A while ago, a number of COLOURlovers with great ideas and ispirations contributed to a forum thread called Fruit Basket! started by liddle_r, which brought wonderful colours and combinations. I'd pick them all as favourites if I could, but here are some (in no particular order) of the palettes that I liked especially, and if you like these, check out the thread on the forum and find your own favourites. It was hard to choose just these few.
Every year here in the States, we celebrate independence by lighting something on fire. Thanks to the science of pyrotechnics, and care, this can be somewhat safe, but the interesting part about fireworks isn't how much noise we can make with gunpowder. It's all about the colour.
I was surprised to learn that the burst of light and colour is actually the contents of a firework cooling down. When heated, the chemicals involved take on a lot of energy, and when cooling, they release that energy while shining brightly. The base ingredients are black powder, an oxidiser, and a fuel source. The oxidiser provides a higher amount of oxygen than the surrounding that air so that the firework can burn adequately. To get a sort of hands-on idea of what goes on inside the firework, sparklers will show you best.
It seems like just about anything with a battery can take a photograph these days. From mobile phones to the MacBook's built-in iSight and keychains to wristband underwater cameras, the camera has stepped away from being just a box of light.
I remember the wonderful entity known as 'they' saying that the human eye has the equivalent of about five-hundred megapixels, and that's how we can perceive depth and the difference between a dramatically realistic-looking photograph and an actual object. With digital cameras crawling up the megapixel mountain, I don't think five-hundred will be seen in my lifetime, but I never thought seven megapixels would be seen either, and I have seven-point-one on my desk. Looking back at film, it seems the evolution of putting a camera in common hands has been fueled by a hunger to share and be shared.
More great pictures by Jerrold Litwinenko.
The Toronto Skyline got a lot more colorful last night. While the CN Tower has been testing it's new lighting system for the last few weeks... they officially flipped the switch last night on their new multi-million dollar lighting set-up. The official ceremonies went off last night with some music, festivities and lots of excited watchers.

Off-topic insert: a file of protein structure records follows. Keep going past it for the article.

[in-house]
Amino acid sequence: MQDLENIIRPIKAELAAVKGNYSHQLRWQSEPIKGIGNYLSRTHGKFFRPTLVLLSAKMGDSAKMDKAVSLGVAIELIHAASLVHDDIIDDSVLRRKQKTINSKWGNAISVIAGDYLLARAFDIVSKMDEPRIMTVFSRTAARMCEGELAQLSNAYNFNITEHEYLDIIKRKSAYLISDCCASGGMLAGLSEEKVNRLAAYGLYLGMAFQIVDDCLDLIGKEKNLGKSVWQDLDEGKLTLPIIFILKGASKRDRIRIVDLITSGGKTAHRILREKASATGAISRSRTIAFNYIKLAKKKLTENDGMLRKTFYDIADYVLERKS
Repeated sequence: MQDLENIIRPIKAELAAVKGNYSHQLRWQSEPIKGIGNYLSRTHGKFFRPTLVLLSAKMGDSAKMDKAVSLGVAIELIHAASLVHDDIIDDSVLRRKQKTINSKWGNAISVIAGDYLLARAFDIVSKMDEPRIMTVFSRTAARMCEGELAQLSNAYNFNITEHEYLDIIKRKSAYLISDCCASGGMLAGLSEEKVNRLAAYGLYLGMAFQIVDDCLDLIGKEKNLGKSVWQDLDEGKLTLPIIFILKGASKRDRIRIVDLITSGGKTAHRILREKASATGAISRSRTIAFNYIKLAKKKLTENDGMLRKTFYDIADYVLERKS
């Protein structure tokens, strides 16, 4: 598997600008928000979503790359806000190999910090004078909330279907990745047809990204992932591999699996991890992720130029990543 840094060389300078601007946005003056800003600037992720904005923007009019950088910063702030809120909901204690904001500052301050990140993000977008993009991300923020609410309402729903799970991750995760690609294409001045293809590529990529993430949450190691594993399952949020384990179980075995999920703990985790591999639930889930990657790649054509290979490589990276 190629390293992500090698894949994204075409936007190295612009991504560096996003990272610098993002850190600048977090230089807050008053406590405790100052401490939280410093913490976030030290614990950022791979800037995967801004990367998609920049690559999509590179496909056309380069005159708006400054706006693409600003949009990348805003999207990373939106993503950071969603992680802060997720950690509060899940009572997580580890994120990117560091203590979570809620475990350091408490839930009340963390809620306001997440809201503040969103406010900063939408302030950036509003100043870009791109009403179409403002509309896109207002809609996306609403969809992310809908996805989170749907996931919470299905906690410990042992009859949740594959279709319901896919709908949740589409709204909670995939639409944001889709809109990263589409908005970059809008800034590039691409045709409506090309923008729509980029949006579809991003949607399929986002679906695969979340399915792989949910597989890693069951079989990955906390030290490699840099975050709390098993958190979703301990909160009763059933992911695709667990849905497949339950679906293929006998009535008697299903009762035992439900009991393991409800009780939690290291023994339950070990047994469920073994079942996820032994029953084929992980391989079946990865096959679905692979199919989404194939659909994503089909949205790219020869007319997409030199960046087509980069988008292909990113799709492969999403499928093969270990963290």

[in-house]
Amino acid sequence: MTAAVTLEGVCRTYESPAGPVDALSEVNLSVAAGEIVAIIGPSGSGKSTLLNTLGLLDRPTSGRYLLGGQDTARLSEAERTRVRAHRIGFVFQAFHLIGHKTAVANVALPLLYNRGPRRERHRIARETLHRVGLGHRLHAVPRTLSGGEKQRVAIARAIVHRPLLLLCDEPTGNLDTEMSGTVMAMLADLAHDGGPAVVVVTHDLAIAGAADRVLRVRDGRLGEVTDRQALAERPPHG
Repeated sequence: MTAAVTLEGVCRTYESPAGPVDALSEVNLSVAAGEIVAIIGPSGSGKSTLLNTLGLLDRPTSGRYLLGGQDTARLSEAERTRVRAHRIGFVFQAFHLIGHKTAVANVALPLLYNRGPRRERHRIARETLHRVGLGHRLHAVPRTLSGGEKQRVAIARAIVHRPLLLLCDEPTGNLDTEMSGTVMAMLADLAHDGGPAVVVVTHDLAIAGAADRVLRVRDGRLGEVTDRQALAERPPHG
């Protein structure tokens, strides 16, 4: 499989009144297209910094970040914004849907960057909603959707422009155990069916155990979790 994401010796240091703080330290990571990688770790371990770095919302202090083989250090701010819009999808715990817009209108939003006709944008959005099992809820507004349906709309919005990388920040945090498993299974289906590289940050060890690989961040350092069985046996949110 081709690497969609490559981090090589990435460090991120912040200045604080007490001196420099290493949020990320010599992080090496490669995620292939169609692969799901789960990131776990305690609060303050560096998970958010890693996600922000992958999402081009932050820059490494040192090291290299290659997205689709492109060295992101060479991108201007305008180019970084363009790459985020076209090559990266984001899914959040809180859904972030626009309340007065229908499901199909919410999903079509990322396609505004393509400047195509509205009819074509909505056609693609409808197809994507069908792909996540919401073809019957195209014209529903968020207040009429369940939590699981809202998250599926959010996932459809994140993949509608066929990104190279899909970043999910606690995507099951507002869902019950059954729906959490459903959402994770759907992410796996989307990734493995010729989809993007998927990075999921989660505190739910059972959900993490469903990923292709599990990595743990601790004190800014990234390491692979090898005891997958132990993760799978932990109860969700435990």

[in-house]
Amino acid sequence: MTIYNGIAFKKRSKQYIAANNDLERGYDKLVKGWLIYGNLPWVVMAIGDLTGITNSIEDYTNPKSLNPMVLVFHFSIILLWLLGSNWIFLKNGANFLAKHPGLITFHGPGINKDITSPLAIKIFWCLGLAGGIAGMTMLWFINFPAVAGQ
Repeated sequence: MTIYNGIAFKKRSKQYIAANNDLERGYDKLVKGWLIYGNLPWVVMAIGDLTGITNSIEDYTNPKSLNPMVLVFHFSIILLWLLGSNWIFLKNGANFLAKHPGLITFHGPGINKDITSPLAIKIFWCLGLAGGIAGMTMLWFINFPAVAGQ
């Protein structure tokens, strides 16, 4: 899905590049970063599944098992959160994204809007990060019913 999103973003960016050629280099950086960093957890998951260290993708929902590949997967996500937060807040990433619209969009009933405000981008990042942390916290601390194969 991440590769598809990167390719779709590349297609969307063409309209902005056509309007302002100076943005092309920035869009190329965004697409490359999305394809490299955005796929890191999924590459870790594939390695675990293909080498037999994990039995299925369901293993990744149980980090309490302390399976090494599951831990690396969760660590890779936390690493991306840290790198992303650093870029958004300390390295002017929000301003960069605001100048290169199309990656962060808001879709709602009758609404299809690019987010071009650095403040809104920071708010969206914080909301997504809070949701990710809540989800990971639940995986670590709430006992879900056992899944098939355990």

Now capable of projecting millions of colour combinations, the CN Tower of Toronto just got a colour makeover. Not only is it looking good... it should be feeling good to, as the new lighting set-up uses 10% less power than the old lighting system.
The requried spending for the new system was C$2.5 million ($2.4 million US) for 1,300 shoe-box sized fixtures that will last 10 years. It will use 10 percent less energy than the current lighting effects and 60 percent less than the fully lit tower of the 1990s.
To read more about the new lighting set-up, and to see more photos of the new colors in action, CN Tower Illuminated - Toronto, Meet Your New Skyline!.
Boston-based business Color Kinetics was contracted for the CN Tower. Airports, giant ferris wheels, hotels, etc... Color Kinetics boast a pretty impressive list of colorful projects in their showcase.
Any television show that markets itself as 'cool' is laden with the tiniest in swimwear, washboard abs, and bad attitudes. Love affairs come in episode four. White, or near-white sand beaches with crystaline blue water establish the settings to be most exotic, as if anything can happen. Grey or brown rocky beaches spell adventure or trouble. Tonnes of memories are forged and shattered over the sandy spans. When it comes to summer, pop culture has it all chalked up to raucous beach parties, crashing waves, and clashing rivals. Glances over super cool sunglasses varying in intentional temperature episodically leave the in-land majority at a loss, with no sand for all those long walks.